Medicines are essential to manage asthma well. Good asthma care also involves treatment for other health conditions that can affect asthma.

A healthy lifestyle helps people with asthma stay in control of their symptoms and feel well.

Everyone with asthma should have their own written asthma action plan to follow that includes instructions for when they are well and whenever symptoms worsen. Most adults and adolescents can monitor and manage their own asthma between visits to the doctor using their action plan. Parents of younger children can also learn how to manage their child’s asthma.

The main aims of asthma treatment are to:

  • keep symptoms under control
  • prevent flare-ups or ‘attacks’
  • keep lungs as healthy as possible
  • stop asthma from interfering with school or work
  • help you or your child enjoy a full and active life.

Medicines should be prescribed at the lowest strength that works for you or your child – there’s no extra benefit in taking medicines that are stronger than you need.

Tell your doctor what you hope to gain from the asthma treatment, and if you have any particular goals (e.g. for your child to be able to do school sport without symptoms) or concerns (e.g. risks of side-effects).

What is good asthma control?

Doctors assess recent asthma control by asking about symptoms during the previous 4 weeks.

  • activities are not limited at all by asthma
  • no asthma symptoms during the night (including coughing during sleep) or on waking up
  • daytime symptoms on no more than 2 days per week
  • need to take the reliever on no more than 2 days per week (not counting reliever taken before exercise)
  • any symptoms go away quickly after using the reliever puffer.  

Asthma action plans

Every adult and child with asthma should have their own, personalised, written asthma action plan prepared with their doctor that includes:

  • a list of the person’s usual asthma medicines, including doses
  • instructions on what to do when asthma is getting worse (including when to take extra doses or extra medicines, and when to contact a doctor or go to the emergency department)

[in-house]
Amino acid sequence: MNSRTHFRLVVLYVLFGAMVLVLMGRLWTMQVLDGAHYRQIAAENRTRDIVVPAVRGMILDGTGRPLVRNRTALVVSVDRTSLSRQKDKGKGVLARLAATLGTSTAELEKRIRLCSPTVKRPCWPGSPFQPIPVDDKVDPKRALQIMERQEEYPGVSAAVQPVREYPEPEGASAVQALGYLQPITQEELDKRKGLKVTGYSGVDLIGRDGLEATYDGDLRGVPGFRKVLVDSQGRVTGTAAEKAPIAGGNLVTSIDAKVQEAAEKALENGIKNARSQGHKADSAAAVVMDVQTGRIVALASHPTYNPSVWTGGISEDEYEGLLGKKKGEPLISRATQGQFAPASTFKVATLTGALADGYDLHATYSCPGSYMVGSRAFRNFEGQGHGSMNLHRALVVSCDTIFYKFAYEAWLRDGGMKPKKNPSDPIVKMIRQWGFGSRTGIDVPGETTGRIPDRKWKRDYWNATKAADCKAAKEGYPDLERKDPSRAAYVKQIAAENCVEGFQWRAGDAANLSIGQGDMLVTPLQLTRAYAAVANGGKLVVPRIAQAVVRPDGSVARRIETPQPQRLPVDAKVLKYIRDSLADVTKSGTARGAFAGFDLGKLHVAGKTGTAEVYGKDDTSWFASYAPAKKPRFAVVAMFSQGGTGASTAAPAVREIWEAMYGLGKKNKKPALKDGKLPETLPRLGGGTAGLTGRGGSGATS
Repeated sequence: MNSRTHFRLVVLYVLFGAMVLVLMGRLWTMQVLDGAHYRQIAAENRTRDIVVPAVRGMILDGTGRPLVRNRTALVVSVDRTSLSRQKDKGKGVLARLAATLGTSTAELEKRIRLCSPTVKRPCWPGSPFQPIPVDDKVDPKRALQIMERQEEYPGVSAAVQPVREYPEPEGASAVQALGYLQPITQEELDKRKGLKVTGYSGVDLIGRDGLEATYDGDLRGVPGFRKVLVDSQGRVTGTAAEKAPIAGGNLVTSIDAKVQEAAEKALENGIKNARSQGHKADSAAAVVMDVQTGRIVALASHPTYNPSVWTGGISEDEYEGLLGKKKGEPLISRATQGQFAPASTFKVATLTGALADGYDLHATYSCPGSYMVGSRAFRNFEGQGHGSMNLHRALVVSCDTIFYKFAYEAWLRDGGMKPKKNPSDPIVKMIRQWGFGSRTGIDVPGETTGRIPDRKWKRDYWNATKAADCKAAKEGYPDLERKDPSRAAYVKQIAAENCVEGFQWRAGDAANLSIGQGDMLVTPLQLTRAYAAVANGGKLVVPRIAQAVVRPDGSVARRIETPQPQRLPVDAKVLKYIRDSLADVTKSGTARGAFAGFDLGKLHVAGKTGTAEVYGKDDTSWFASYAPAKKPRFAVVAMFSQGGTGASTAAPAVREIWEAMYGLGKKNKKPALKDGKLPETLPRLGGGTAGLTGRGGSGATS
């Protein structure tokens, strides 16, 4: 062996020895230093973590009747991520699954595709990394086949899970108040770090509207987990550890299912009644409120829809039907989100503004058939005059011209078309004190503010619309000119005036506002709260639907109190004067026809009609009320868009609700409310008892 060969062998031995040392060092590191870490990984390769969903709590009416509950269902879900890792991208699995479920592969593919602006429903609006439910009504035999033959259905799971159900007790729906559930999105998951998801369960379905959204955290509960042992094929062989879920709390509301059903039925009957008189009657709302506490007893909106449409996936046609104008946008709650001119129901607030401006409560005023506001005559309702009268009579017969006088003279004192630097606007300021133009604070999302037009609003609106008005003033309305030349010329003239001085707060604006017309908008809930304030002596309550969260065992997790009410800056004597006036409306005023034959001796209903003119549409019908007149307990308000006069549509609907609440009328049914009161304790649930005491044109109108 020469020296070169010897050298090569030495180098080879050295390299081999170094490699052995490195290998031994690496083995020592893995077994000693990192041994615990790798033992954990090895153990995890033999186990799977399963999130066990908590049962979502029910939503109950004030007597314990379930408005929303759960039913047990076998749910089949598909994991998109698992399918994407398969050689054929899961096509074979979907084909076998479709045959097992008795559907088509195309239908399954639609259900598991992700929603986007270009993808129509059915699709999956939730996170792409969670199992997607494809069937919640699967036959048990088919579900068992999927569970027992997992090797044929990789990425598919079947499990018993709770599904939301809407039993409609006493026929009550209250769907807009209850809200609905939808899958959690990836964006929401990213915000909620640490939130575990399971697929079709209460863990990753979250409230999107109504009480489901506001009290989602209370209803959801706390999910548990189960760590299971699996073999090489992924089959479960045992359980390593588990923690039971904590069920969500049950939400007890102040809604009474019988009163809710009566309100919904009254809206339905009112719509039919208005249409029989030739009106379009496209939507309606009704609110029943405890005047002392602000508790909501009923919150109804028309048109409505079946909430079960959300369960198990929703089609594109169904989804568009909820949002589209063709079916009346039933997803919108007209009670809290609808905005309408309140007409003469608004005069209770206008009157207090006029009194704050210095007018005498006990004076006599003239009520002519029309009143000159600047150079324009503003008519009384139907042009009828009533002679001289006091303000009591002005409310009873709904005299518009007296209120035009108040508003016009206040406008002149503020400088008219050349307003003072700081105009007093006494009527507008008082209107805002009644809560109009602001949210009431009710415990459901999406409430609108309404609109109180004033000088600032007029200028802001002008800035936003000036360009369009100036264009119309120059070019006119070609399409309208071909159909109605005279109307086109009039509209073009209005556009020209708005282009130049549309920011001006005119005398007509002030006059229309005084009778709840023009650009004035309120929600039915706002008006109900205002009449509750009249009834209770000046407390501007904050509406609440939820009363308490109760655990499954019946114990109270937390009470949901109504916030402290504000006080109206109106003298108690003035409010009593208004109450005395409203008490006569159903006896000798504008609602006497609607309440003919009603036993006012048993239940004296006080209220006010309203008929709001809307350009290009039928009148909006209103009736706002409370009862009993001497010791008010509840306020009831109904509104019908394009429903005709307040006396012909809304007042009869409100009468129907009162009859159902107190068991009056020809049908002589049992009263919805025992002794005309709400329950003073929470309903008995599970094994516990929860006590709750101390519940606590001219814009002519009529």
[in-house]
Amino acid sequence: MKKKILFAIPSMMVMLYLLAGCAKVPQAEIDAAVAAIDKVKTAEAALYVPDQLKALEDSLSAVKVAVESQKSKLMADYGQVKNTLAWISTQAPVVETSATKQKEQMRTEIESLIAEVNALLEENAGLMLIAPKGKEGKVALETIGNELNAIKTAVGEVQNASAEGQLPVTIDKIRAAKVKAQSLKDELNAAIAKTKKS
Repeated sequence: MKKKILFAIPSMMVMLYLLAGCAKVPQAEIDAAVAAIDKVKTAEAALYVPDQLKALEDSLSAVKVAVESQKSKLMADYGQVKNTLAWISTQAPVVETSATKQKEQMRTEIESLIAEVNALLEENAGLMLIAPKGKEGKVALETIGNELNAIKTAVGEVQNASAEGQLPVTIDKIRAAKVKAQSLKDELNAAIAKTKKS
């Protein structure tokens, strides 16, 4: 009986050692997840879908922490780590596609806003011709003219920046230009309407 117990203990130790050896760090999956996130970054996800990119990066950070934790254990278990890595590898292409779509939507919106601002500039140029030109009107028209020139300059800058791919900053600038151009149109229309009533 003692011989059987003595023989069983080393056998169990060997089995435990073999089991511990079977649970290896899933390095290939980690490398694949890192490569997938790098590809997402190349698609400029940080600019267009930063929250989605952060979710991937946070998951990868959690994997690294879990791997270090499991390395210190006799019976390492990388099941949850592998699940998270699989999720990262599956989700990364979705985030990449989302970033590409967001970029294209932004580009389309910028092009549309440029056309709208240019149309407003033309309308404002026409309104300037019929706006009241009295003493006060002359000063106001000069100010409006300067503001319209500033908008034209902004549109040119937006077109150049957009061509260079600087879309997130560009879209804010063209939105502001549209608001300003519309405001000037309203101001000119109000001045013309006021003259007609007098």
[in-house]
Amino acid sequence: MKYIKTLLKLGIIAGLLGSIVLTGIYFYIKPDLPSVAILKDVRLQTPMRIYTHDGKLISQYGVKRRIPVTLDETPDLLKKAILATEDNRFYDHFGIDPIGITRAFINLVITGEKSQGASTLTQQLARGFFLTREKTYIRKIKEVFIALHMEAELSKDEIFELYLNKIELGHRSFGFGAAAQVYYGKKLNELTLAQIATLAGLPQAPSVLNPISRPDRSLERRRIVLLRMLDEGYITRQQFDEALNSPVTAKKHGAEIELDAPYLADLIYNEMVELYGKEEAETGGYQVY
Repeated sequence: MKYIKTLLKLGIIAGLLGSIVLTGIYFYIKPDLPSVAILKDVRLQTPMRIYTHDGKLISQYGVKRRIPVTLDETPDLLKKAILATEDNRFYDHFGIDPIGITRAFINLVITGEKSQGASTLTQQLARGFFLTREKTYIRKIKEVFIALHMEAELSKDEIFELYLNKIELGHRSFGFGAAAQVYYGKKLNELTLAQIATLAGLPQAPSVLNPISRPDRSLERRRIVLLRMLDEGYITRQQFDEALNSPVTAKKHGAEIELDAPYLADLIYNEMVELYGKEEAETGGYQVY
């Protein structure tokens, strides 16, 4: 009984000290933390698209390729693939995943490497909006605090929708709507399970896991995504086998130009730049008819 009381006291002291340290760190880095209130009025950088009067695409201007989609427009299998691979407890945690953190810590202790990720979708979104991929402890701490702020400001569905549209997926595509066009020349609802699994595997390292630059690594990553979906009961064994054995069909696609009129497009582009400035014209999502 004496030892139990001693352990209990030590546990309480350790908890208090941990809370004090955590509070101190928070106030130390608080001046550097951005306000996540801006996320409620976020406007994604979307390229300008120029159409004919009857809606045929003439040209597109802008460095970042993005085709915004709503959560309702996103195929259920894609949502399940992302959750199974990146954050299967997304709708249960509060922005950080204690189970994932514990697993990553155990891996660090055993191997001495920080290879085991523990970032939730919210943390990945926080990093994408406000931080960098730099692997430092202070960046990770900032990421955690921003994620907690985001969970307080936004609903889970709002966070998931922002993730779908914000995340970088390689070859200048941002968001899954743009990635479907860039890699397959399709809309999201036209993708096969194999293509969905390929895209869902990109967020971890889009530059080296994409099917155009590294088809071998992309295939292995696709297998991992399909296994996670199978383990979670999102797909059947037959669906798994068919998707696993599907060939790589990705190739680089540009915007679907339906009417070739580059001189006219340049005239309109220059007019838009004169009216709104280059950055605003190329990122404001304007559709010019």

• what to do in an asthma emergency
  • name of the person preparing the plan
  • the date.

Written asthma action plans should be checked and updated at least once a year for adults and once every 6 months for children. Bring your action plan or your child’s action plan to every visit to your doctor.

We have a number of asthma action plan examples available as well as action plans in other languages.  

Asthma care tips

  • Everyone with asthma needs their own reliever puffer with them at all times. Young children’s parents, carers and teachers need to know when and how to give the medicine.
  • If symptoms do not improve, tell your doctor.
  • Taking reliever medicine often means asthma is not well controlled, and the person may be at risk of serious flare-ups. People who need to take their reliever more than twice a week for asthma symptoms need a check-up.
  • Children and adults need training to use inhalers correctly. Visit our How-to Video Library on inhaler use.
  • Ask your doctor, nurse or pharmacist to check that you are taking the medicine properly. When you visit your doctor for asthma rechecks, tell your doctor if you are having any problems using an inhaler or if you are not sure your technique is correct.
  • Ask your doctor about possible side-effects of all your medicines. If you have any concerns, tell your doctor or pharmacist and ask for more information.
  • If you take regular preventer medicine, never change the dose without talking to your doctor first (unless your written asthma action plan tells you when and how to alter your treatment). 

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